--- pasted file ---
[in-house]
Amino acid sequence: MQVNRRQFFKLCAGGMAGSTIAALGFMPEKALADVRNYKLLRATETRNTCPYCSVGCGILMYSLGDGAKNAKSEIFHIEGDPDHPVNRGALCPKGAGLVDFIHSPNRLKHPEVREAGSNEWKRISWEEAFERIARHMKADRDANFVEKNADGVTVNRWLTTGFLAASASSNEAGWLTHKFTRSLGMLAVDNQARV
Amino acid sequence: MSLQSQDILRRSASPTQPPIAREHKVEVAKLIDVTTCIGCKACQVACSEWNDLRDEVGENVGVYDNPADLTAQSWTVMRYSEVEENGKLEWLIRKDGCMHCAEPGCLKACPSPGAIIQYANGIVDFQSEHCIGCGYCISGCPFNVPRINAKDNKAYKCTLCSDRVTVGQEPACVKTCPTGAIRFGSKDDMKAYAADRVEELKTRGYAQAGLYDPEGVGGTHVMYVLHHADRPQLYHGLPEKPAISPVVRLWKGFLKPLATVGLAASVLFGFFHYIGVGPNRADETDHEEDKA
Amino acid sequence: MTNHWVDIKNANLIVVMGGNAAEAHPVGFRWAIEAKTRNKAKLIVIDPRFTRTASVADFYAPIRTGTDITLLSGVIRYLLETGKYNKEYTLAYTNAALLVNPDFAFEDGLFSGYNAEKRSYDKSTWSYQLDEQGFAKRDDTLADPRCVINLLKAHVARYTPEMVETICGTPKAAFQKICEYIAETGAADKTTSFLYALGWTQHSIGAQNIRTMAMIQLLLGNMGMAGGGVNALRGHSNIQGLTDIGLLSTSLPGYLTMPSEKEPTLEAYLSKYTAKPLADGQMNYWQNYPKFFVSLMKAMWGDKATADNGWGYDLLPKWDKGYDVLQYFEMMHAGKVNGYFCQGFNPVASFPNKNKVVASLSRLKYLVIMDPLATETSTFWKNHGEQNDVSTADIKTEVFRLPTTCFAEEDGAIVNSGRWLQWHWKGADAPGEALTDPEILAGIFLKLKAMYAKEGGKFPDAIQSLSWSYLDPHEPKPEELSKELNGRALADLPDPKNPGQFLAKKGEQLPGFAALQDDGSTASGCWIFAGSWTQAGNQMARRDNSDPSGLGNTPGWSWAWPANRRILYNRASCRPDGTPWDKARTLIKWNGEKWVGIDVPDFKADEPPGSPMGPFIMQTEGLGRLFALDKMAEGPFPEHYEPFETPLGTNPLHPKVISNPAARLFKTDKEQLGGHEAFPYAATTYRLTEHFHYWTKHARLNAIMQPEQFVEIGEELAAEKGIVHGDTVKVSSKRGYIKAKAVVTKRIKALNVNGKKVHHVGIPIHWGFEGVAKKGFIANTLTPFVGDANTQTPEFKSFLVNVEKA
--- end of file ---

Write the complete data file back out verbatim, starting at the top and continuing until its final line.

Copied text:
[in-house]
Amino acid sequence: MQVNRRQFFKLCAGGMAGSTIAALGFMPEKALADVRNYKLLRATETRNTCPYCSVGCGILMYSLGDGAKNAKSEIFHIEGDPDHPVNRGALCPKGAGLVDFIHSPNRLKHPEVREAGSNEWKRISWEEAFERIARHMKADRDANFVEKNADGVTVNRWLTTGFLAASASSNEAGWLTHKFTRSLGMLAVDNQARV
Amino acid sequence: MSLQSQDILRRSASPTQPPIAREHKVEVAKLIDVTTCIGCKACQVACSEWNDLRDEVGENVGVYDNPADLTAQSWTVMRYSEVEENGKLEWLIRKDGCMHCAEPGCLKACPSPGAIIQYANGIVDFQSEHCIGCGYCISGCPFNVPRINAKDNKAYKCTLCSDRVTVGQEPACVKTCPTGAIRFGSKDDMKAYAADRVEELKTRGYAQAGLYDPEGVGGTHVMYVLHHADRPQLYHGLPEKPAISPVVRLWKGFLKPLATVGLAASVLFGFFHYIGVGPNRADETDHEEDKA
Amino acid sequence: MTNHWVDIKNANLIVVMGGNAAEAHPVGFRWAIEAKTRNKAKLIVIDPRFTRTASVADFYAPIRTGTDITLLSGVIRYLLETGKYNKEYTLAYTNAALLVNPDFAFEDGLFSGYNAEKRSYDKSTWSYQLDEQGFAKRDDTLADPRCVINLLKAHVARYTPEMVETICGTPKAAFQKICEYIAETGAADKTTSFLYALGWTQHSIGAQNIRTMAMIQLLLGNMGMAGGGVNALRGHSNIQGLTDIGLLSTSLPGYLTMPSEKEPTLEAYLSKYTAKPLADGQMNYWQNYPKFFVSLMKAMWGDKATADNGWGYDLLPKWDKGYDVLQYFEMMHAGKVNGYFCQGFNPVASFPNKNKVVASLSRLKYLVIMDPLATETSTFWKNHGEQNDVSTADIKTEVFRLPTTCFAEEDGAIVNSGRWLQWHWKGADAPGEALTDPEILAGIFLKLKAMYAKEGGKFPDAIQSLSWSYLDPHEPKPEELSKELNGRALADLPDPKNPGQFLAKKGEQLPGFAALQDDGSTASGCWIFAGSWTQAGNQMARRDNSDPSGLGNTPGWSWAWPANRRILYNRASCRPDGTPWDKARTLIKWNGEKWVGIDVPDFKADEPPGSPMGPFIMQTEGLGRLFALDKMAEGPFPEHYEPFETPLGTNPLHPKVISNPAARLFKTDKEQLGGHEAFPYAATTYRLTEHFHYWTKHARLNAIMQPEQFVEIGEELAAEKGIVHGDTVKVSSKRGYIKAKAVVTKRIKALNVNGKKVHHVGIPIHWGFEGVAKKGFIANTLTPFVGDANTQTPEFKSFLVNVEKA